• Summary
  • Contents
  • Subject index

Dying is a social as well as physiological phenomenon. Each society characterizes and, consequently, treats death and dying in its own individual ways—ways that differ markedly. These particular patterns of death and dying engender modal cultural responses, and such institutionalized behavior has familiar, economical, educational, religious, and political implications. The Handbook of Death and Dying takes stock of the vast literature in the field.

The Postself in Social Context
The postself in social context

For ordinary mortals, constructing a posthumous reputation is lonely work. We hope that our families and friends will remember us as we wish them to remember us, and we take steps to cultivate those memories. It is only under special societal circumstances that the mechanisms for producing posthumous reputations are institutionalized. For example, it is only in particular occupations under particular cultural and historical conditions that societies generate roles and institutions through which our reputations survive us.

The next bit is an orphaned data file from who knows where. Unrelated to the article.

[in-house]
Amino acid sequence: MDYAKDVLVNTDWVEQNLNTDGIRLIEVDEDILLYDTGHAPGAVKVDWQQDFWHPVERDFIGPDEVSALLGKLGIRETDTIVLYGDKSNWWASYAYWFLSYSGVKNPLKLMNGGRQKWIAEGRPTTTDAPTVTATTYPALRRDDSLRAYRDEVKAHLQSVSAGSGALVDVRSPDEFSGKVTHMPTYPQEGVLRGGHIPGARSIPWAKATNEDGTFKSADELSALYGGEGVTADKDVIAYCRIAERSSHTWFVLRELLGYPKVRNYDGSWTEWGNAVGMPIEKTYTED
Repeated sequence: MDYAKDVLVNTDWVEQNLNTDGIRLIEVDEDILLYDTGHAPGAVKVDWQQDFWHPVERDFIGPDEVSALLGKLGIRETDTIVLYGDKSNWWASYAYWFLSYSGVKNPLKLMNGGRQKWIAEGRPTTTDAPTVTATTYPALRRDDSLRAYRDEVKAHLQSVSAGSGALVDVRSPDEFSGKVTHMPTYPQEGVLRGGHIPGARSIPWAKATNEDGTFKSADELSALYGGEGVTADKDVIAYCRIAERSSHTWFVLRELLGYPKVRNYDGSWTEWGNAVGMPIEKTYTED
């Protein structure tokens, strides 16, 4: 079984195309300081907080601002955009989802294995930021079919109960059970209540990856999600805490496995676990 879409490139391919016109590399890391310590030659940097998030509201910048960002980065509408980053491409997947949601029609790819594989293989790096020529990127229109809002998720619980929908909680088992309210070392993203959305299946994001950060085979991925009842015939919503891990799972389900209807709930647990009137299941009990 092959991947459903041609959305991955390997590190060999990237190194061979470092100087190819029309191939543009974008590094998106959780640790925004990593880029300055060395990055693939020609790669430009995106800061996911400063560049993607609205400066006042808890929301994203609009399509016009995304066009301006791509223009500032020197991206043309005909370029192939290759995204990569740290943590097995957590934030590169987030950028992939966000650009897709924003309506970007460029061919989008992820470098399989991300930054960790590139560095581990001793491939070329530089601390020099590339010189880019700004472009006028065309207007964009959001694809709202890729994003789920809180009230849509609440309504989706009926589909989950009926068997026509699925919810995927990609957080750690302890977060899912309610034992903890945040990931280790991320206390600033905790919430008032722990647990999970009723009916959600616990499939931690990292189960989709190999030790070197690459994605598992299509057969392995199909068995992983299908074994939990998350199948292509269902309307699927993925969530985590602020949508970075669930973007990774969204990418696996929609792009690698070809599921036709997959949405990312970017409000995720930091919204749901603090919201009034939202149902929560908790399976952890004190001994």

Edwin Shneidman's (1973) notion of the postself is a psychologistic idea that captures the human concern for how others will see us and continue to be touched by us after we are dead. He wrote, “The postself relates to the ...

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